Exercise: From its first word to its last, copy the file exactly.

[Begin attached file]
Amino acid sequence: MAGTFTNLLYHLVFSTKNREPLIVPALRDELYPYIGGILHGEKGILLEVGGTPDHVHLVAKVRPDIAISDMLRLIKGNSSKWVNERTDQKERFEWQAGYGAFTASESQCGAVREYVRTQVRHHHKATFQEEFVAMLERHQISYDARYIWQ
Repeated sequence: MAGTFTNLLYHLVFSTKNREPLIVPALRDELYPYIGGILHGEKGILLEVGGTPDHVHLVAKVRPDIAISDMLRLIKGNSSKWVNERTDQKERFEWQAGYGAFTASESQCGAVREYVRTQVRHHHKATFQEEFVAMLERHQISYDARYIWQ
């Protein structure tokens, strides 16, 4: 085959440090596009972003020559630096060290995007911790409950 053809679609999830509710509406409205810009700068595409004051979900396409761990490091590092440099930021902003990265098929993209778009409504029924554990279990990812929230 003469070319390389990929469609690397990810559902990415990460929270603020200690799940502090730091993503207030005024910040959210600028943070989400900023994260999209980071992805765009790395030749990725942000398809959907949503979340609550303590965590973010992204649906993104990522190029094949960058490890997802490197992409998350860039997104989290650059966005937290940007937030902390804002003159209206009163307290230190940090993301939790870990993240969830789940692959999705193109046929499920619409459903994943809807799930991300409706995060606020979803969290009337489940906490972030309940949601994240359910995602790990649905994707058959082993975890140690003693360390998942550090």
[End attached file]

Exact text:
Amino acid sequence: MAGTFTNLLYHLVFSTKNREPLIVPALRDELYPYIGGILHGEKGILLEVGGTPDHVHLVAKVRPDIAISDMLRLIKGNSSKWVNERTDQKERFEWQAGYGAFTASESQCGAVREYVRTQVRHHHKATFQEEFVAMLERHQISYDARYIWQ
Repeated sequence: MAGTFTNLLYHLVFSTKNREPLIVPALRDELYPYIGGILHGEKGILLEVGGTPDHVHLVAKVRPDIAISDMLRLIKGNSSKWVNERTDQKERFEWQAGYGAFTASESQCGAVREYVRTQVRHHHKATFQEEFVAMLERHQISYDARYIWQ
């Protein structure tokens, strides 16, 4: 085959440090596009972003020559630096060290995007911790409950 053809679609999830509710509406409205810009700068595409004051979900396409761990490091590092440099930021902003990265098929993209778009409504029924554990279990990812929230 003469070319390389990929469609690397990810559902990415990460929270603020200690799940502090730091993503207030005024910040959210600028943070989400900023994260999209980071992805765009790395030749990725942000398809959907949503979340609550303590965590973010992204649906993104990522190029094949960058490890997802490197992409998350860039997104989290650059966005937290940007937030902390804002003159209206009163307290230190940090993301939790870990993240969830789940692959999705193109046929499920619409459903994943809807799930991300409706995060606020979803969290009337489940906490972030309940949601994240359910995602790990649905994707058959082993975890140690003693360390998942550090």